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what is this white plastic in the tire patch kit?

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what is this white plastic in the tire patch kit?

Old 11-05-20, 10:24 PM
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mtb_addict
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what is this white plastic in the tire patch kit?

...what is those two white plastic thingy for?...looks like heat shrink tubings...

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Old 11-05-20, 10:51 PM
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They are for dunlop / woods valve.
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Old 11-06-20, 03:48 AM
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left over spaghetti?
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Old 11-06-20, 05:27 AM
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Originally Posted by katsup View Post
They are for dunlop / woods valve.
ok...i search internet and found the "sphagetti" acts as air seal and one-way valve...clever design...







See (C)...

Last edited by mtb_addict; 11-06-20 at 05:39 AM.
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Old 11-06-20, 05:41 AM
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I learned something new. thanks
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Old 11-06-20, 07:13 AM
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I was going to guess lo mein noodles left over from the guy who packed the box.
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Old 11-06-20, 08:20 AM
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They’re simple and robust things.
We used to use longer pieces than that. Eventually the small rubber tubes degrade at the top end and the valve begins to leak. If you used longer pieces, it meant you were always carrying your spare parts. Simply scoot the tube further up, and you were ready to reinflate and ride on.
The only obvious drawback was flow. They took considerable force and time to inflate.
Nowadays there’s an improved version following the same standard, with a ball valve instead:

We used to call those ”lightning valves” BITD when they were new, in a reference to how much faster they were to inflate.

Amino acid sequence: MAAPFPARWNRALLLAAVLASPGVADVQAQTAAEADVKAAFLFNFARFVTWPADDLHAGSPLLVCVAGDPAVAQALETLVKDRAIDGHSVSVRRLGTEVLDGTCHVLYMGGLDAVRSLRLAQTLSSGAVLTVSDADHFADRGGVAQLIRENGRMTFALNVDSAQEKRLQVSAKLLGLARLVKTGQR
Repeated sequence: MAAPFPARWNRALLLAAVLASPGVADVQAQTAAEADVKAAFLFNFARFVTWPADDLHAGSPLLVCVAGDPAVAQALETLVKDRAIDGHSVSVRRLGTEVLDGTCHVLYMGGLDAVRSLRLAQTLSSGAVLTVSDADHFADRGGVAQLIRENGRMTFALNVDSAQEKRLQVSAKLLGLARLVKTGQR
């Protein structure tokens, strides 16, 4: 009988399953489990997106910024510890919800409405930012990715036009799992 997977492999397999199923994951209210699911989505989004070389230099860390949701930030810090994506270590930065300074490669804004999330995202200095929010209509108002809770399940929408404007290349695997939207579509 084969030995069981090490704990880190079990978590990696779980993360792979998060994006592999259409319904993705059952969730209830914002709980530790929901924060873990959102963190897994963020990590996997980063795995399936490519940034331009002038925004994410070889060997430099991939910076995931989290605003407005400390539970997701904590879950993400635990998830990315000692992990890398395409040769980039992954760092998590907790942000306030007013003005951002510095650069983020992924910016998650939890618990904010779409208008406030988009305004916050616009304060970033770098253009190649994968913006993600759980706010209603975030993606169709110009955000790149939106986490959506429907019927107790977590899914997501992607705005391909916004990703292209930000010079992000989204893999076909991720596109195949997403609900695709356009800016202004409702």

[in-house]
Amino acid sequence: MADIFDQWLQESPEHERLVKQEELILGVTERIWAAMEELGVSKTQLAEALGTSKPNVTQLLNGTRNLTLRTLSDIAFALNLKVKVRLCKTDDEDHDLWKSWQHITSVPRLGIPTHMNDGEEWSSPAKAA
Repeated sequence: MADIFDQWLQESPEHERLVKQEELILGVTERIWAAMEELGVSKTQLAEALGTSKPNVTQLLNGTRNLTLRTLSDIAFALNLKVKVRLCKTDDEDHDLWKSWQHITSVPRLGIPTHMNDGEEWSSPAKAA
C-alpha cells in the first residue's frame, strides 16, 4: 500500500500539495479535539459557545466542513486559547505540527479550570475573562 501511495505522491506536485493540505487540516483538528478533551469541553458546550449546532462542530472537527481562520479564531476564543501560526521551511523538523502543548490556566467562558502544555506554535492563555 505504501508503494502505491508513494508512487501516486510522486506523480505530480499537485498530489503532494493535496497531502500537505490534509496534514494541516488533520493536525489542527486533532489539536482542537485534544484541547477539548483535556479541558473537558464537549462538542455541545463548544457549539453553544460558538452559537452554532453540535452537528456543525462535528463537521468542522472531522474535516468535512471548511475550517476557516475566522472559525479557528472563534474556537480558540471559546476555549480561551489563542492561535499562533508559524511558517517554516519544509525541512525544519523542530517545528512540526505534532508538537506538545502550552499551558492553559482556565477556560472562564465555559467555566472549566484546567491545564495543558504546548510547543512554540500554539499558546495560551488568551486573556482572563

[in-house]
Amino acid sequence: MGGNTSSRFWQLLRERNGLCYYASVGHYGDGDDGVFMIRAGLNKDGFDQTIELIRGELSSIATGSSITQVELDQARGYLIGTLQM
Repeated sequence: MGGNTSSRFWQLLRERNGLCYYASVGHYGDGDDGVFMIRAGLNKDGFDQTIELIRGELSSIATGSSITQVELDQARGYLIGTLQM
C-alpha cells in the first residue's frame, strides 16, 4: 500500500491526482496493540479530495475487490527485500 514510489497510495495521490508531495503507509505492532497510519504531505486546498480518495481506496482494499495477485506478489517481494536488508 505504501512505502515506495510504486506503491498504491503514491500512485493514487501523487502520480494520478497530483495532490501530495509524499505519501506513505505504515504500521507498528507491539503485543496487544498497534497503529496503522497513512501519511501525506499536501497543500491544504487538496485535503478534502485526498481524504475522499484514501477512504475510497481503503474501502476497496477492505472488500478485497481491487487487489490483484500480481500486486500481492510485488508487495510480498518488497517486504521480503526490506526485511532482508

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Old 11-06-20, 12:15 PM
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Hmm... I've never heard of Dunlop/Woods valves before. You learn something new every day.
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Old 11-06-20, 01:04 PM
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Originally Posted by Milton Keynes View Post
Hmm... I've never heard of Dunlop/Woods valves before. You learn something new every day.
All of the bikes I bought in Germany 20 years ago were equipped with Dunlop/Woods tubes. None used the little rubber tubing in the val e assembly. All of these tubes were good for maintaining the air pressure for a long time and usually didn't need topping up for a week or so. I keep a small screw on adapter for Schrader air pump chucks in my tool kit (next to the adjustable wrench and have been carrying this kit for over 20 years, just no longer carry or need incandescent bulb spares. Occasionally I change out the glue and patches. Note that the spare tube also has the Dunlop valve.


Added pictures of Dunlop valve on my bike with and without screw on Schrader adapter.


Last edited by I-Like-To-Bike; 11-06-20 at 01:12 PM. Reason: Added pictures of Dunlop valve
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Old 11-06-20, 01:20 PM
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Have been aware for a long time that dunlop valves existed but have yet to see one. Rare item in the American heartland. I thought maybe the little rubber bits in patch kits were maybe for spreading out the “glue”.
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Old 11-06-20, 01:38 PM
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Originally Posted by JanMM View Post
Have been aware for a long time that dunlop valves existed but have yet to see one. Rare item in the American heartland. I thought maybe the little rubber bits in patch kits were maybe for spreading out the “glue”.
I had some correspondence with Sheldon Brown way back when; he dismissed the existence of such valves in his glossary entry for bike valves back when they were still the standard OEM tube used on bicycles sold in Germany, the Netherlands and Denmark, India and who knows where else. He never changed the entry in his glossary but it has been updated presumably by the new website meister to provide more information about this kind of valve. I do not know if some of the bikes, if not most, sold in these countries are still originally equipped with Dunlop valves. Anybody know?